News Flash

City of Durham News

Posted on: September 18, 2019

Durham Begins Construction to Repair Watts Street Sidewalk

sinkhole area along Watts Street is closed off with orange tape

Street Will Closed to Through Traffic Until Repair Completed

DURHAM, N.C. – If you live or travel along Watts Street near Duke University’s East Campus, or if you walk in the vicinity of George Watts Elementary School, you’ll want to take note of an upcoming construction project.

The City of Durham Public Works Department will soon begin construction to replace a section of Watts Street and Alley 13. A compromised stormwater system within the right-of-way has caused sinkholes near the sidewalk.

Beginning on Tuesday, September 24, Watts Street between Dacian Avenue and Monmouth Avenue as well as Alley 13 between North Buchanan Boulevard and North Gregson Street will be closed to through traffic, and will remain closed until the repair work is complete. All vehicle and pedestrian traffic will use North Buchanan Boulevard as a detour. A copy of the detour plan can now be reviewed on the project webpage.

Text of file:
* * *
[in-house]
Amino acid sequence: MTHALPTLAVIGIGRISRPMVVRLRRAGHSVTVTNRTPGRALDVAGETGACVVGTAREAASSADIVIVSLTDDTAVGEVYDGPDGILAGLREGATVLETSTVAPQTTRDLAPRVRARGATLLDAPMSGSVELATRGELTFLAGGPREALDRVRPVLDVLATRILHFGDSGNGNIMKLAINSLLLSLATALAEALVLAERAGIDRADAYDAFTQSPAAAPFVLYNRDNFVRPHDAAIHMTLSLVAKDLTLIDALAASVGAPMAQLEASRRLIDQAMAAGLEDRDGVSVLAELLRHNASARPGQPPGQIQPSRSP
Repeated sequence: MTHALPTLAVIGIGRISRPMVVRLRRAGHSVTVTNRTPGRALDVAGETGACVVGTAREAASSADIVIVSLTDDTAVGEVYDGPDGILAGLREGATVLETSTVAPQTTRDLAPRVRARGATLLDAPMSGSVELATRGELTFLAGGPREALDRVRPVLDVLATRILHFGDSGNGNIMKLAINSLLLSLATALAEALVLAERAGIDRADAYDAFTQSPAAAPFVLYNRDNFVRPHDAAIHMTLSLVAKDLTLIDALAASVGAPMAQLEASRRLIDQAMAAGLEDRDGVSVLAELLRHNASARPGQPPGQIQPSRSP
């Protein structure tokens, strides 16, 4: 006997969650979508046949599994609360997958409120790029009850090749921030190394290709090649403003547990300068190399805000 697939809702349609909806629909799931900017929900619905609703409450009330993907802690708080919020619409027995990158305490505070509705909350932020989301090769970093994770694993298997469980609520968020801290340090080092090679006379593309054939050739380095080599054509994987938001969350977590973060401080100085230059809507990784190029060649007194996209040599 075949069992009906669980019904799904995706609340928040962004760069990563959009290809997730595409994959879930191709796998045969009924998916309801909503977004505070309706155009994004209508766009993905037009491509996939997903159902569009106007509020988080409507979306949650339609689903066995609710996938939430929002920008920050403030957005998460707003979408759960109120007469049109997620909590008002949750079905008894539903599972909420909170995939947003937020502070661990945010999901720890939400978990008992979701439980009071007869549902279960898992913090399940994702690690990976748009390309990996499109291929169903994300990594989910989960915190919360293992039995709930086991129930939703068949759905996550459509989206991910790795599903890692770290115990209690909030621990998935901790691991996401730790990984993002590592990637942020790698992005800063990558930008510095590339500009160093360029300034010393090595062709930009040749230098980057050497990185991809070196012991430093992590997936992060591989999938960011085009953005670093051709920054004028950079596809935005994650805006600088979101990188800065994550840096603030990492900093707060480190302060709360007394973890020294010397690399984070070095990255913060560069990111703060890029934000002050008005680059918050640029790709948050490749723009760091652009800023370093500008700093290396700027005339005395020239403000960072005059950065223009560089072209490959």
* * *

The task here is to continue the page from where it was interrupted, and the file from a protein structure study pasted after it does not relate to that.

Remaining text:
The area within the construction limits will remain open to local traffic only with limited on-street parking spaces during construction. This construction is expected to take eight weeks to complete depending on weather and site conditions.

The cost to repair the pipe and roadway is estimated at $238,000, and will be paid for through the Stormwater Capital Improvement Program (CIP) funds. For more information about this repair project, contact Project Manager Yi Wang with the City's Public Works Department at (919) 560-4326, ext. 30244 or Yi.Wang@DurhamNC.gov.

About the Public Works Department Stormwater and GIS Services Division
The Stormwater and GIS Services Division with the City of Durham Public Works Department is guided by the City’s Strategic Plan goals of sustainable, natural, and built environment and innovative and high-performing organization.  Activities include storm drainage design and plans review; inspecting and maintaining City-owned drainage systems; enforcing stormwater ordinances and regulations; education and outreach; stream monitoring, restoration, and watershed master planning; maintaining multiple layers of the City’s geographic information; and stormwater billing.  To learn more, follow on Facebook and Twitter.

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